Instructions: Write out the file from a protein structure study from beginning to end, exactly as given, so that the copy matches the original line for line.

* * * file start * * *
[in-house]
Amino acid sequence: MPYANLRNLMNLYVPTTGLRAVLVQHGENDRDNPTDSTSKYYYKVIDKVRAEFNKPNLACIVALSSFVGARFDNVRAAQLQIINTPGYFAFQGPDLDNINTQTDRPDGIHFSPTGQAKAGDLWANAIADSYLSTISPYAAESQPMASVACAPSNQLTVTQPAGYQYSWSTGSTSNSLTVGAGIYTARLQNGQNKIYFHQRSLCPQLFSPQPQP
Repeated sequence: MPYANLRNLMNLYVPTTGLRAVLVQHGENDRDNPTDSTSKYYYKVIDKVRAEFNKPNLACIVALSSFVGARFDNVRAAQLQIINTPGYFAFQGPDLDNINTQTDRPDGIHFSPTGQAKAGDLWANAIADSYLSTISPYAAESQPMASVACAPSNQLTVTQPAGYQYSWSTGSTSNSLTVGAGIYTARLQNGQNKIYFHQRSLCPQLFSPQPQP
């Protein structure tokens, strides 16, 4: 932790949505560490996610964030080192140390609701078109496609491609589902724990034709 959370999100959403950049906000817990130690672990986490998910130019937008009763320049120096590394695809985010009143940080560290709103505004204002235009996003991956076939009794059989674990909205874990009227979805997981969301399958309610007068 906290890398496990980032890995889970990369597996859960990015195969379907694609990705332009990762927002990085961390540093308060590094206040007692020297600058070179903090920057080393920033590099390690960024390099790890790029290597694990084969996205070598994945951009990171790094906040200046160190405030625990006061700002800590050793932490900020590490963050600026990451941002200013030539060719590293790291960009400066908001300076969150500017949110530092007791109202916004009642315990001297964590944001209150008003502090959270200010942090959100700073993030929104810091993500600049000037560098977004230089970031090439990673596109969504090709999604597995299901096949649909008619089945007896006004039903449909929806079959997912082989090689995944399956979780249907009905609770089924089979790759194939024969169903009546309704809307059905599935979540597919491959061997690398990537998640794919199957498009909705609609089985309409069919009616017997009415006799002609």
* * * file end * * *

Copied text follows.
[in-house]
Amino acid sequence: MPYANLRNLMNLYVPTTGLRAVLVQHGENDRDNPTDSTSKYYYKVIDKVRAEFNKPNLACIVALSSFVGARFDNVRAAQLQIINTPGYFAFQGPDLDNINTQTDRPDGIHFSPTGQAKAGDLWANAIADSYLSTISPYAAESQPMASVACAPSNQLTVTQPAGYQYSWSTGSTSNSLTVGAGIYTARLQNGQNKIYFHQRSLCPQLFSPQPQP
Repeated sequence: MPYANLRNLMNLYVPTTGLRAVLVQHGENDRDNPTDSTSKYYYKVIDKVRAEFNKPNLACIVALSSFVGARFDNVRAAQLQIINTPGYFAFQGPDLDNINTQTDRPDGIHFSPTGQAKAGDLWANAIADSYLSTISPYAAESQPMASVACAPSNQLTVTQPAGYQYSWSTGSTSNSLTVGAGIYTARLQNGQNKIYFHQRSLCPQLFSPQPQP
């Protein structure tokens, strides 16, 4: 932790949505560490996610964030080192140390609701078109496609491609589902724990034709 959370999100959403950049906000817990130690672990986490998910130019937008009763320049120096590394695809985010009143940080560290709103505004204002235009996003991956076939009794059989674990909205874990009227979805997981969301399958309610007068 906290890398496990980032890995889970990369597996859960990015195969379907694609990705332009990762927002990085961390540093308060590094206040007692020297600058070179903090920057080393920033590099390690960024390099790890790029290597694990084969996205070598994945951009990171790094906040200046160190405030625990006061700002800590050793932490900020590490963050600026990451941002200013030539060719590293790291960009400066908001300076969150500017949110530092007791109202916004009642315990001297964590944001209150008003502090959270200010942090959100700073993030929104810091993500600049000037560098977004230089970031090439990673596109969504090709999604597995299901096949649909008619089945007896006004039903449909929806079959997912082989090689995944399956979780249907009905609770089924089979790759194939024969169903009546309704809307059905599935979540597919491959061997690398990537998640794919199957498009909705609609089985309409069919009616017997009415006799002609």